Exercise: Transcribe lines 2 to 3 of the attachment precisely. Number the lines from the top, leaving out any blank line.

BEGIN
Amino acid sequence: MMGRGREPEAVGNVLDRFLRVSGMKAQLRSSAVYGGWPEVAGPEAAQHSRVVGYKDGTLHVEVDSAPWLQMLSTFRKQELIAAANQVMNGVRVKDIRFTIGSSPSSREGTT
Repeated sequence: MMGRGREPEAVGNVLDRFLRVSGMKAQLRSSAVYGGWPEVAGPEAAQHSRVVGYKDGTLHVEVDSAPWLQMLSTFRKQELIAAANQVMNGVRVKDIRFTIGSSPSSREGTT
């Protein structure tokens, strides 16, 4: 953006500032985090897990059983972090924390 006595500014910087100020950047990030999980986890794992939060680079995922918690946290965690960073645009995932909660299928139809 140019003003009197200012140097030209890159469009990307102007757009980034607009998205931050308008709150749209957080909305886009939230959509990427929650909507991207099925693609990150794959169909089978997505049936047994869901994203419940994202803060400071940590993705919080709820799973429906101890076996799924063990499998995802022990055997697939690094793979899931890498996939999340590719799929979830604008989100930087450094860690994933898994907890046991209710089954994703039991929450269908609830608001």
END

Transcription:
Repeated sequence: MMGRGREPEAVGNVLDRFLRVSGMKAQLRSSAVYGGWPEVAGPEAAQHSRVVGYKDGTLHVEVDSAPWLQMLSTFRKQELIAAANQVMNGVRVKDIRFTIGSSPSSREGTT
């Protein structure tokens, strides 16, 4: 953006500032985090897990059983972090924390 006595500014910087100020950047990030999980986890794992939060680079995922918690946290965690960073645009995932909660299928139809 140019003003009197200012140097030209890159469009990307102007757009980034607009998205931050308008709150749209957080909305886009939230959509990427929650909507991207099925693609990150794959169909089978997505049936047994869901994203419940994202803060400071940590993705919080709820799973429906101890076996799924063990499998995802022990055997697939690094793979899931890498996939999340590719799929979830604008989100930087450094860690994933898994907890046991209710089954994703039991929450269908609830608001």